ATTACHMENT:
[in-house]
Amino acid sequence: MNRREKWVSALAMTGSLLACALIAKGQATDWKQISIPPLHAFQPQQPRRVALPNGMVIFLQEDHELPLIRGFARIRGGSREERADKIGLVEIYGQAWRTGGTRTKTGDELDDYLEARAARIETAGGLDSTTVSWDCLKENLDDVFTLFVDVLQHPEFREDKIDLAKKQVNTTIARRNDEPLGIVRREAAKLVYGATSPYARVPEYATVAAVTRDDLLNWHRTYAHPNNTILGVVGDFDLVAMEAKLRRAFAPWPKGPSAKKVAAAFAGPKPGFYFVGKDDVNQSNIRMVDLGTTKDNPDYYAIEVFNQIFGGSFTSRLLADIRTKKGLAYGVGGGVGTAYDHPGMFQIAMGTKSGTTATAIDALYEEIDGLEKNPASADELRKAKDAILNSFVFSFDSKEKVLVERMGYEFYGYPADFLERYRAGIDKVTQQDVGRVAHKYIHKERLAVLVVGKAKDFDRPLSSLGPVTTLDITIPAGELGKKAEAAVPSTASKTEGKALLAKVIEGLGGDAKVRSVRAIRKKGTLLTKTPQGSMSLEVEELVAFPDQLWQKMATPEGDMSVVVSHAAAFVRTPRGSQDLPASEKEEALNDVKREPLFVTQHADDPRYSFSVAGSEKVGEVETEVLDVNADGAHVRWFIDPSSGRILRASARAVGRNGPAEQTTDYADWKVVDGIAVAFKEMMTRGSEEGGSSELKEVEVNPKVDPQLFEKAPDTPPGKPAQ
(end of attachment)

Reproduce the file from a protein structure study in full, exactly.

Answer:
[in-house]
Amino acid sequence: MNRREKWVSALAMTGSLLACALIAKGQATDWKQISIPPLHAFQPQQPRRVALPNGMVIFLQEDHELPLIRGFARIRGGSREERADKIGLVEIYGQAWRTGGTRTKTGDELDDYLEARAARIETAGGLDSTTVSWDCLKENLDDVFTLFVDVLQHPEFREDKIDLAKKQVNTTIARRNDEPLGIVRREAAKLVYGATSPYARVPEYATVAAVTRDDLLNWHRTYAHPNNTILGVVGDFDLVAMEAKLRRAFAPWPKGPSAKKVAAAFAGPKPGFYFVGKDDVNQSNIRMVDLGTTKDNPDYYAIEVFNQIFGGSFTSRLLADIRTKKGLAYGVGGGVGTAYDHPGMFQIAMGTKSGTTATAIDALYEEIDGLEKNPASADELRKAKDAILNSFVFSFDSKEKVLVERMGYEFYGYPADFLERYRAGIDKVTQQDVGRVAHKYIHKERLAVLVVGKAKDFDRPLSSLGPVTTLDITIPAGELGKKAEAAVPSTASKTEGKALLAKVIEGLGGDAKVRSVRAIRKKGTLLTKTPQGSMSLEVEELVAFPDQLWQKMATPEGDMSVVVSHAAAFVRTPRGSQDLPASEKEEALNDVKREPLFVTQHADDPRYSFSVAGSEKVGEVETEVLDVNADGAHVRWFIDPSSGRILRASARAVGRNGPAEQTTDYADWKVVDGIAVAFKEMMTRGSEEGGSSELKEVEVNPKVDPQLFEKAPDTPPGKPAQ